• Except that he tarnished his statement by repeating Dean del Maestro’s dubious claim that Con supporters were targeted, too.  Step 5 – claim victimhood.

      • Why do you thing that Del Masetro’s claim is dubious? is it because he is Conservative?  If Micheal Sona says that the Conservatives were targeted in Guelph, then I believe him.  Too bad it it doesn’t fit into your bias

        • So you think that Michael Sona is telling the truth and Peter McKay is lying?

        • No, it’s because he’s del Mastro.  His track record doesn’t lead one to assume honesty.

  7. So. If we believe him, then MacKay was talking about somebody else who is no longer with the party.

    Of course, given the fines and penalties for what was done, not to mention Mr. Sonas history when it comes to respecting the voter, I can’t say I’m willing to afford Sona much benefit of the doubt.

    • Meanwhile Dean Del Maestro claims they did nothing wrong at all… 

  8. This is going to become the opposite of “I am Spartacus!”

    “I am not Pierre Poutine!”

  9. wiki ~ Not proven is a verdict available to a court in Scotland. Under Scots law, a criminal trial may end in one of three verdicts: one of conviction (“guilty”) and two of acquittal (“not proven” and “not guilty”).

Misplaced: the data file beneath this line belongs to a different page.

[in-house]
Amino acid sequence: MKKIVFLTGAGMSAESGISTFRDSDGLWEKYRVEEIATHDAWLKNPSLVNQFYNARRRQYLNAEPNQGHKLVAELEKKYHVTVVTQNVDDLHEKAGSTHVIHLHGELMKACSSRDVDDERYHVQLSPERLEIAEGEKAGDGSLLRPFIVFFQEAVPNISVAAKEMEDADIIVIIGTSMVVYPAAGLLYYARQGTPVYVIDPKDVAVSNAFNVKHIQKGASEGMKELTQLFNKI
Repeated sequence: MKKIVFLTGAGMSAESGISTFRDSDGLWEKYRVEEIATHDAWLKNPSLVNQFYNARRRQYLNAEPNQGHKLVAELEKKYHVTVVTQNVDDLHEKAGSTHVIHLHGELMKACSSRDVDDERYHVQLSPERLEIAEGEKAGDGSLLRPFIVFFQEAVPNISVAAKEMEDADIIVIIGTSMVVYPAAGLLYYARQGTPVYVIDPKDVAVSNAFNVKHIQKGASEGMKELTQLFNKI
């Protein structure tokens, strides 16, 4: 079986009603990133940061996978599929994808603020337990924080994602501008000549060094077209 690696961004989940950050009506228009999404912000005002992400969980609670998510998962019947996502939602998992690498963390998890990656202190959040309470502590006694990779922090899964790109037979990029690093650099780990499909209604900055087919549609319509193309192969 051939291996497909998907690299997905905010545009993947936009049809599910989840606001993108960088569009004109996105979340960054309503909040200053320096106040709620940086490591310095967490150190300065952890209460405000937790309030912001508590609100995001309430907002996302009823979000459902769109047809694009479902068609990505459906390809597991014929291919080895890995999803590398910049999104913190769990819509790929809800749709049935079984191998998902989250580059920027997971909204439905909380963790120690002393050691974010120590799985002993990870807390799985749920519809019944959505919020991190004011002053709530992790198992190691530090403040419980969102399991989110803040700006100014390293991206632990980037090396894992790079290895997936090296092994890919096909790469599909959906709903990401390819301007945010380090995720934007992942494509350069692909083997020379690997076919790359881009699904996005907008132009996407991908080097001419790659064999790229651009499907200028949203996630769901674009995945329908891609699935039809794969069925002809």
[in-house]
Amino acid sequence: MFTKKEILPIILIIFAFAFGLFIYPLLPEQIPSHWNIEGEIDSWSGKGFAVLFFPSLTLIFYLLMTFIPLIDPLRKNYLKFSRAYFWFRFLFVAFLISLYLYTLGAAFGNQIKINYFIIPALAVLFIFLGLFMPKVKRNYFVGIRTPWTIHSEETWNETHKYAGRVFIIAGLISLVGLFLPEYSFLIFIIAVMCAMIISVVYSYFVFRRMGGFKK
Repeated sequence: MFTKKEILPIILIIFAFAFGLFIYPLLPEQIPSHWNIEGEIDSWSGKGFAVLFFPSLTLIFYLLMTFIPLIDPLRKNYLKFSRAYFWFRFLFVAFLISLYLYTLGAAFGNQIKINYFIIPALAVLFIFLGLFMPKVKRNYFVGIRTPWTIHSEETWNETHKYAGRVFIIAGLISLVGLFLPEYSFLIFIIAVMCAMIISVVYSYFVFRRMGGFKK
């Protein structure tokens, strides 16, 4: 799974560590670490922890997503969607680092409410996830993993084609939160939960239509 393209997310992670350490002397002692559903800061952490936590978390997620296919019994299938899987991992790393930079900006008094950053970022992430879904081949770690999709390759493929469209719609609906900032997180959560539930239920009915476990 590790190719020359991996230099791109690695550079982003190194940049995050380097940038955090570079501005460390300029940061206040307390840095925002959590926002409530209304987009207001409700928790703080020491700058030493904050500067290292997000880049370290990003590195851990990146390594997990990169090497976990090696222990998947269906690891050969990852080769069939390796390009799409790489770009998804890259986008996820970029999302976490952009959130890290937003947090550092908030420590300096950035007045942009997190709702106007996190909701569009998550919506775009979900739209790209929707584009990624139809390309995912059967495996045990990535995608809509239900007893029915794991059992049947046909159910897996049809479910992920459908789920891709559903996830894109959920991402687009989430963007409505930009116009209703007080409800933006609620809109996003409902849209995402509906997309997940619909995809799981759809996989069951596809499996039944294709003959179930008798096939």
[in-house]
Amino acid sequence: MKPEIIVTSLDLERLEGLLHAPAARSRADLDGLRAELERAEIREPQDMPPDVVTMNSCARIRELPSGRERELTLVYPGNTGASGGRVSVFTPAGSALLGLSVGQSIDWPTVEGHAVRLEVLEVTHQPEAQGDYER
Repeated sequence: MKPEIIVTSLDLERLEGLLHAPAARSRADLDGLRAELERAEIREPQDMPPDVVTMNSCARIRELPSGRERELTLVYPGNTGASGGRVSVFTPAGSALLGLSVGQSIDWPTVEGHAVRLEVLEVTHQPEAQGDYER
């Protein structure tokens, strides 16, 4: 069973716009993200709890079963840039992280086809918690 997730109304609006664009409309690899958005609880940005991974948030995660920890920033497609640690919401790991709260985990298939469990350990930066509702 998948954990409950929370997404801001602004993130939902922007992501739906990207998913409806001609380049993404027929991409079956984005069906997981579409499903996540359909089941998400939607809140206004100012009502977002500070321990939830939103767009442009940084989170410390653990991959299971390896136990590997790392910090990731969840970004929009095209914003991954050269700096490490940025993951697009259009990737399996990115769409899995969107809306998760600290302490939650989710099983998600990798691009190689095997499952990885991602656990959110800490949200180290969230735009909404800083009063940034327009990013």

The result is the modern perception that the “not proven” verdict is an acquittal used when the judge or jury does not have enough evidence to convict but is not sufficiently convinced of the defendant’s innocence to bring in a “not guilty” verdict. 

    Essentially, the judge or jury is unconvinced that the suspect is innocent, but has insufficient evidence to the contrary. In popular parlance, this verdict is sometimes jokingly referred to as “not guilty and don’t do it again”

    • I’m not sure if I agree with the “not proven” option. If there’s insufficient evidence to prove one’s guilt, then he’s not guilty, despite any “gut feelings” or weak circumstantial evidence. (Although I love the joke at the end, “not guilty, and don’t do it again”). I would hope that such a verdict is seldom used.

      • I agree – in court of law, a jury should decide guilty/not-guilty.

        However, I have always thought ‘not proven’ was more reflective of how messy life is and how rarely we can be 100% certain about anything. 

        Also, I believe elections canada tolerates a certain amount of shenanigans and that’s what is happening here – elections canada has investigated already but decided to not lay charges because it fell within what they allow. 

        If our msm wasn’t dominated by Liberals, there would be suspicions about how only Cons are being accused of anything and everyone else is vestal virgin, apparently.

    • The distinction is only valuable where somebody ONLY looks at the verdict and doesn’t examine the accompanying reasons a judge is almost always required to give.  If there was really really no way the accused did it, the judge would make it pretty clear in the text of his judgment.  

  10. liar